God created us to connect. If that is true, then why are so many of us terrible at connecting? What many of us don’t realize is that a lot of our ability to connect with others is either enhanced or hindered in the first couple of years of our lives.
The way a parent, especially a mother, interacts with her baby while in utero, the weeks following birth, and throughout the baby months will often come naturally. I think every new parent feels ill-prepared and inadequate when they bring a newborn home. However, all you need to do is watch how people respond when they see a tiny baby. Grown men even will begin babbling in some unknown language as they shower a baby with loving attention. Women line up to take turns holding and rocking the baby. Everyone wants to jump into action to meet every need when the baby cries the slightest whimper.
All of these actions create connection. We now know that this connection creates healthy brain chemistry. Every time a child encounters someone who meets their needs, positive synapses connect across their brain. The child feels safe and can explore their ever expanding world.
But what happens when a baby, whether in the womb or after, doesn’t receive this kind of nurturing attention? What if something even worse happens and that baby or older child experiences trauma? If a baby or child endures a stressful pregnancy, a difficult delivery, abuse, neglect, or even abandonment, then the brain chemistry takes on a much different path.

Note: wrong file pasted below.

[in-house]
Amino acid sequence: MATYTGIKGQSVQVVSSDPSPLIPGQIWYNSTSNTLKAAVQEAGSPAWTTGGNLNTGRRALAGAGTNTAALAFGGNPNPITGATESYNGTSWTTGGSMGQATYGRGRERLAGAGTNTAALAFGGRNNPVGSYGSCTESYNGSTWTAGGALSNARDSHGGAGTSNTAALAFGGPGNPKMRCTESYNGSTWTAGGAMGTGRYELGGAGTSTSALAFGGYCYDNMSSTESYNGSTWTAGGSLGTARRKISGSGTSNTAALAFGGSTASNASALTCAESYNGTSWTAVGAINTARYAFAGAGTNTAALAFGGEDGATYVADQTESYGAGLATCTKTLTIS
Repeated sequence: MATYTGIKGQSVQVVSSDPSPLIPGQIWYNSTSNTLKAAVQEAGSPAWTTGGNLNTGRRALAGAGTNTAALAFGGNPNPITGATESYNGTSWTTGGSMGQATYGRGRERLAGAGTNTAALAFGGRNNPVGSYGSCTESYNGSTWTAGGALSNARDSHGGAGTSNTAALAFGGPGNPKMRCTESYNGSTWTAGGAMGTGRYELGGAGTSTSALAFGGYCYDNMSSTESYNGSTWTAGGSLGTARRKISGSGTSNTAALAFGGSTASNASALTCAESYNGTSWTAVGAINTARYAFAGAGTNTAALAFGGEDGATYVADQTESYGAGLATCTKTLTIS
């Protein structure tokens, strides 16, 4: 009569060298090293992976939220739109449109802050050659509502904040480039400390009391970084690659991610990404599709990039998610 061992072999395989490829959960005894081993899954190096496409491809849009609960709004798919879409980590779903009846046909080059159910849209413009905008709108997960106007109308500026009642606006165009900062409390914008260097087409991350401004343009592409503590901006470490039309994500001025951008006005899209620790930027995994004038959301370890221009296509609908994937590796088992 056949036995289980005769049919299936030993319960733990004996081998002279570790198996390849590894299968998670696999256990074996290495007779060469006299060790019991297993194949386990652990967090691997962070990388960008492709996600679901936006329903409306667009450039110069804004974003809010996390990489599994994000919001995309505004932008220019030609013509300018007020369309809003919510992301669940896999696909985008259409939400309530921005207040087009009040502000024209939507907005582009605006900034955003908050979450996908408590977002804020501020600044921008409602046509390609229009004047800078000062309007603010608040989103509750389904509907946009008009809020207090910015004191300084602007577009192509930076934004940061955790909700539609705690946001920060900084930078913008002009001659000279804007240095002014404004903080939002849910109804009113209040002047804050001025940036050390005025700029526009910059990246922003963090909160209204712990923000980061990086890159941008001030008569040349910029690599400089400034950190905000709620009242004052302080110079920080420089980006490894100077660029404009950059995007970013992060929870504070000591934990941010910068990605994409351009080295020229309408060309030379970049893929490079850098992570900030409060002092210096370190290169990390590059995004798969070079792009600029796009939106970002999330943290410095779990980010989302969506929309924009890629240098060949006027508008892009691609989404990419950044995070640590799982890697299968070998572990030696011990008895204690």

Instead of a child feeling safe and willing to explore their environment, this child interacts with their world in a constant state of fear. That alert part of their brain, or the amygdala, is over developed and is easily triggered into a response of flight, fight, or freeze. This is how most, if not all, children that come to families through adoption or foster care tend to act.
Parenting a child that constantly reacts to their world with some kind of fear can exhaust and confuse a parent. The child’s behavior often pushes a caretaker away making it harder for the parent to connect with this child. But connection is exactly what the child needs more than anything.
“But doesn’t connection before anything else simply excuse bad behavior?” That is the common question when one learns about connected parenting. The approach seems too permissive.
Here is the reality. When a child, or anyone, is controlled by the fear part of their brain, attempts to correct misbehavior will only feed the fear behaviors—meltdowns, outrage, fighting, running away, or just shutting down.
The intent of connecting first isn’t to excuse the behaviors, but is instead to create a safe place for that child to receive correction. Sometimes they also need empowering. I wrote about this in depth in this blog post—Taking a Closer Look at Empowerment.
When we focus on connection, we help our children learn the following (from The Connected Child: Bring hope and healing to your adoptive family:
- Learn to trust
- Discover his voice
- Learn to self-regulate
- Understand his own preciousness, knowing they have value—opposite of shame.
In my book, Foster and Adoptive Parenting: Authentic Stories that Will Inspire and Encourage Parenting with Connection, I share stories from my own journey, and some other families, to connect as a parent. I am vulnerable as I make many mistakes, and a few successes as I work toward building trust and attachment with my son. Here are a few things that I share in the book:
- Understanding, Recognizing, and Responding to my child’s fear
- Securing your child’s attachment
- Establishing a safe haven for your child
- Balancing nurture and security
I am always looking for ways other parents committed to connected parenting succeed. If you have some stories you are willing to share, will you leave your story in the comment section below?
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